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How to Potty Train a Pug: 10 Tips & Tricks

Written by: Melissa Gunter

Last Updated on July 2, 2024 by Dogster Team

pug puppy playing in nature

How to Potty Train a Pug: 10 Tips & Tricks

Bringing a Pug into your home is a magical time in both of your lives. You have a new best friend and the little puppy has an owner to love and spoil them rotten. While all the cuddles and love are great, you can’t forget about the training. There’s so much your Pug needs to learn as it grows, but possibly the most important is potty training. Of course, this isn’t as easy as it sounds. Let’s take a look at 10 tips and tricks to help make potty training your Pug easier. Soon, the two of you will be back to all the cuddles and kisses with potty training in the bag.

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The 10 Tips & Tricks to Potty Train a Pug

1. Decide Which Method You’ll Use

Before you start potty training your Pug, it’s important to decide which training method is going to work the best for your situation. If you’re home a lot, teaching your Pug to potty outside could be your answer. However, this doesn’t work for everyone. You’ll find other methods like kennels, crates, space limiting, and even E-collars that you can choose from. The key is to pick a method and stick to it, so do your research ahead of time.

black pug lying inside crate
Image Credit: Parilov, Shutterstock

2. Get the Necessities

If outside potty training is your choice, there are a few things you’ll need before you start. Your Pug will need a collar, harness, and leash. Pugs are a brachycephalic dog breed. This means they have a short muzzle and protruding eyes. While you’ll need a collar for your Pug’s identification and tags, a harness is much safer when walking them to go potty.

If you choose another method of training for your Pug, you’ll need those supplies as well. Crates, puppy pads, cleaning sprays, and other necessities should be on hand before you get started.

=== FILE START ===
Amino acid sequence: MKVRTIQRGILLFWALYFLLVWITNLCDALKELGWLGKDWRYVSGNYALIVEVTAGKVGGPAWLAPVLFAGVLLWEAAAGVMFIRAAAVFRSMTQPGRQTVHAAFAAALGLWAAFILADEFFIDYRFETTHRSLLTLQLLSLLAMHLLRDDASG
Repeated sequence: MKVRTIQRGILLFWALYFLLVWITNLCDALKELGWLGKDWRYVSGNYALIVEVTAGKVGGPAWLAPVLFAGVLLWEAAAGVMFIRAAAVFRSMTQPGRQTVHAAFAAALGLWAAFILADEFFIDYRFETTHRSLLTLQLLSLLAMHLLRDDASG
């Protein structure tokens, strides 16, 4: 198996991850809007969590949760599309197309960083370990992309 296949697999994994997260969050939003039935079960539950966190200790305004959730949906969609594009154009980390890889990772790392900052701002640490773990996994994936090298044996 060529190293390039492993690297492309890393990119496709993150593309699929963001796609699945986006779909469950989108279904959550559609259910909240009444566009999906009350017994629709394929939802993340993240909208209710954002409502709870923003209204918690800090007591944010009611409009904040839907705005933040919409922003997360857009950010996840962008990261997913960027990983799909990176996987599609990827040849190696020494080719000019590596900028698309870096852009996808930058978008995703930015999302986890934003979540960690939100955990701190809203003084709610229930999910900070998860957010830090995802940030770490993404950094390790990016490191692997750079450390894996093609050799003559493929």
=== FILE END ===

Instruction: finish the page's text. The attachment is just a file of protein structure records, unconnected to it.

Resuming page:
3. Start Early

Potty training should start early in life. It isn’t recommended for a puppy to separate from their mother and littermates until 8 weeks of age. If this is when you bring your Pug home, training should start immediately for the best results. However, if you are adopting an adult Pug that hasn’t been properly housebroken, don’t worry. It can be more difficult but they can also be trained on how to use the potty where you prefer them to.

Baby pug dog playing on grass and yellow flower
Image By: Ezzolo, Shutterstock

4. Create a Schedule and Stick to It

Consistency is crucial when it comes to potty training a Pug, or any puppy for that matter. When your puppy is young and just learning you should take them outside or to the designated area often. You can add a little time in between bathroom breaks as your puppy ages.

Here’s a look at a potty schedule you can start with. Keep in mind, however, all puppies are different and need to go when necessary. You’ll notice when they first wake up, after a lot of play, after eating, and before bedtime are important times to ensure your Pug gets to go potty.

Age Time Between Potty Breaks
8 weeks 2 hours
10 weeks 3 hours
12 weeks 4 hours
14 weeks 5 hours
16 weeks 6 hours
24 weeks 7 hours